Monday, 8 December 2014

Mabel .... mabel ... etc. etc.

Firstly welcome new followers!  Clearly the Bruyere is a popular pattern (I'll be making a liberty lawn version in spring) and I was really excited that I got a lot of new followers on Bloglovin.  I hope you like some of my other makes as well.  

Last summer I managed to find a vintage top for £5 which I really love, and this needed a navy skirt to go with it for work.  Enter the Colette Mabel.  I wanted a pencil skirt which was comfortable and easy to wear and the Mabel definitely fits the bill.  The styling on the pattern didn't really look like what I had in mind, much to short.  I wanted something high waisted and below the knee and thought version 3 could probably fit the bill.  I cut a size small because the hip size looked right (I'm 28" waist and 37" hips and the sizing is 27-28 waist and 37-38" hips).   Big mistake, much too tight (so version one went to Gemma).  I then cut a medium and graded the waist in slightly .... perfect!

I'm really pleased with the fit here.  The length is great, just what I wanted, and I like the kick-pleat at the back.  This is a really easy make, easily done in a couple of hours, and even this length only takes one metre, so it's really cheap to make.  I used Ponte Roma and this usually costs between £7-£12, so this is an £11 outfit!  (Sorry about the strange things I seem to be doing with the remote here!)

Well I liked this so much I made another five!

(The second from the left is actually a black dot - more later).  They are all made from Ponte Roma, so you might expect they would all fit pretty much to same.  Not at all.  The dot one fits well, but is very tight to pull over my hips and the cream ......!  Well see for yourself.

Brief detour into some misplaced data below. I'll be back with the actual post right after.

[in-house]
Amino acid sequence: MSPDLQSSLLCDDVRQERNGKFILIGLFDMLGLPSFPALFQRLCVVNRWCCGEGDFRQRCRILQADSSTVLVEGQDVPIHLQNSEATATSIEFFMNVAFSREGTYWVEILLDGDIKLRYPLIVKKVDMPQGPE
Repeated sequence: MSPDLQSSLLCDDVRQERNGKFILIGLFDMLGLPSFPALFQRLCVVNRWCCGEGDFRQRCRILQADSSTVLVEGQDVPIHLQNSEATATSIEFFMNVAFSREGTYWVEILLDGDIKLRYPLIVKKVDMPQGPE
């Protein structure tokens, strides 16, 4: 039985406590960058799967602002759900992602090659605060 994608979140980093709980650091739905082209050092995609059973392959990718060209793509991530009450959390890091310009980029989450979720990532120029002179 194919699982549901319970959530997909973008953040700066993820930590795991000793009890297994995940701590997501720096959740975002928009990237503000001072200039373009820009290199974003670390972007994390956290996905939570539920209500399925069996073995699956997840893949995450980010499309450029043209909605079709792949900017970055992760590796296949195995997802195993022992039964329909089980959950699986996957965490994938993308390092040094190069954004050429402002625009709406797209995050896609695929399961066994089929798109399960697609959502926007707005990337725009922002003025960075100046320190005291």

Here with the Bellini blouse (not blogged because its too tight on the bust and has gone to Gemma) and with the Bronte top.  Look how tight it is around the rear!  Definitely not a look I feel comfortable with (yes, Gemma got the skirt too).

So I still have 4 Mabels myself, and my favourite is probably this one (sorry its on the model)

Now all these differences in how this same pattern fits in 5 different ways even though the material is ostensibly the same, has led me to wonder if it is really worth making a muslin.  I have made muslins in the past which seem to fit well  only to find the finished garment is too tight around the bust.  Some websites suggest you make the muslin from the same fabric but that just seems so expensive, and if the slight differences in these fabrics made so much difference to the final fit, then a muslin wouldn't be really helpful!  What do you think?  Do you always make a muslin?  Anyway I would recommend this pattern as a wardrobe staple which is easy to sew and easy to wear (and really cheap!).  What more can you want? 


  1. This is exactly why I never make actual muslins. I do however make the first version out of inexpensive fabric so that it is wearable even if not by me. I often then donate these to charity.

  2. That's a really good idea Gaye though my lazy side might kick in (i don't finish muslins off too well). I still have quite a bit if cheap fabric I bought when starting to sew and it would use this up.

  3. I have never made a muslin anything, and am forever in awe of your sewing skills. It's very odd that each skirt should be different. It's like when you buy lots of different colours of yarn in exactly the same brand, but some colours feel thinner than others. I always wonder if something in the dyeing process does that. Strange. But anyway, great skirts and what a gorgeous vintage top. x